General election[edit]

Federalist leader Alexander Hamilton's death in July 1804 following the Burr–Hamilton duel destroyed whatever hope the Federalists had of defeating the popular Jefferson. Leaderless and disorganized, the Federalists failed to attract much support outside of New England. The Federalists attacked the Louisiana Purchase as unconstitutional, criticized Jefferson's gunboat navy, and alleged that Jefferson had fathered children with his slave, Sally Hemings, but the party failed to galvanize opposition to Jefferson. Jefferson's policies of expansionism and reduced government spending were widely popular. Jefferson was aided by an effective Democratic-Republican party organization, which had continued to develop since 1800, especially in the Federalist stronghold of New England.[2]

Jefferson's victory was overwhelming, and he even won four of the five New England states. Pinckney won only two states, Connecticut and Delaware. This was the first election where the Democratic-Republicans won in Maryland, Massachusetts, New Hampshire, and Rhode Island. This was the last time that Massachusetts voted for the Democratic-Republicans until 1820, and the last time that New Hampshire and Rhode Island voted for the Democratic-Republicans until 1816.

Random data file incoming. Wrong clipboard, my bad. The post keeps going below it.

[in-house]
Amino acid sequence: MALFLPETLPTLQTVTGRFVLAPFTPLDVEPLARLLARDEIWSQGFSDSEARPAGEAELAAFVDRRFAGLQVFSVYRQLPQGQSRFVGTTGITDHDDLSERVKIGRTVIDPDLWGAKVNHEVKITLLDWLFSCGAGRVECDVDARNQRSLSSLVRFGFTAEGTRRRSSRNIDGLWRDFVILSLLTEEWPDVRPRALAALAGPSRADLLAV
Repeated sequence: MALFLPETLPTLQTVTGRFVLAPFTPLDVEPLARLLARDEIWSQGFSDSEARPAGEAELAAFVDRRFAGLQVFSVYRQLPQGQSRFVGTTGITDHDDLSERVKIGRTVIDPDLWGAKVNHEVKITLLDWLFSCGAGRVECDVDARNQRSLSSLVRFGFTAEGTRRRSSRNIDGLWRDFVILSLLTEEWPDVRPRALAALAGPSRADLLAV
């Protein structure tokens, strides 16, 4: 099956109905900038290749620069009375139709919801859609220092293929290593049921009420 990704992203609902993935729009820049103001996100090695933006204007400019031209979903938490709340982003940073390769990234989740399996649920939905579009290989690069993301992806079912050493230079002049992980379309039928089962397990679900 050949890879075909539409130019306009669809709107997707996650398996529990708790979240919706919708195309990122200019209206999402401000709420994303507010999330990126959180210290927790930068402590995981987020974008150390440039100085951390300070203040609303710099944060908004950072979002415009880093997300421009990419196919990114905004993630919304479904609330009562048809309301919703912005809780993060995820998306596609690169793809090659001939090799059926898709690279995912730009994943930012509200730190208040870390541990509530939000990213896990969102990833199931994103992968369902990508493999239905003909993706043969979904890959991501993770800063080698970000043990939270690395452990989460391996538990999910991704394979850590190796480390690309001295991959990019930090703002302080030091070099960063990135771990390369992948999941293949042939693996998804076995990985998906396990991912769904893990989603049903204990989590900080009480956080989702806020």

Results[edit]

ElectoralCollege1804-Large.png
Electoral results
Presidential candidate Party Home state Popular vote(a), (b) Electoral
vote
Running mate
Count Percentage Vice-presidential candidate Home state Electoral vote
Thomas Jefferson (incumbent) Democratic-Republican Virginia 104,110 72.8% 162 George Clinton New York 162
Charles C. Pinckney Federalist South Carolina 38,919 27.2% 14 Rufus King New York 14
Total 143,029 100% 176 176
Needed to win 89 89

Source (popular vote): U.S. President National Vote. Our Campaigns. (February 10, 2006).
Source (Popular Vote): A New Nation Votes: American Election Returns 1787-1825[4]
Source (electoral vote): "Electoral College Box Scores 1789–1996". National Archives and Records Administration. Retrieved July 30, 2005.

(a) Only 11 of the 17 states chose electors by popular vote.
(b) Those states that did choose electors by popular vote had widely varying restrictions on suffrage via property requirements.

Popular vote by state[edit]

The popular vote totals used are the elector from each party with the highest total of votes. The vote totals of North Carolina and Tennessee appear to be incomplete.

State Thomas Jefferson

Democratic-Republican

Charles C. Pinckney

Federalist

Margin Citation
# % # % # %
Kentucky 5,080 100.00% No ballots 5,080 100.00% [5]
Maryland 7,304 76.09% 2,295 23.91% 5,009 52.18% [6]
Massachusetts 29,599 53.58% 25,644 46.42% 3,955 7.16% [7]
New Hampshire 9,088 52.01% 8,386 47.99% 702 4.02% [8]
New Jersey 13,119 99.86% 19 0.14% 13,100 99.72% [9]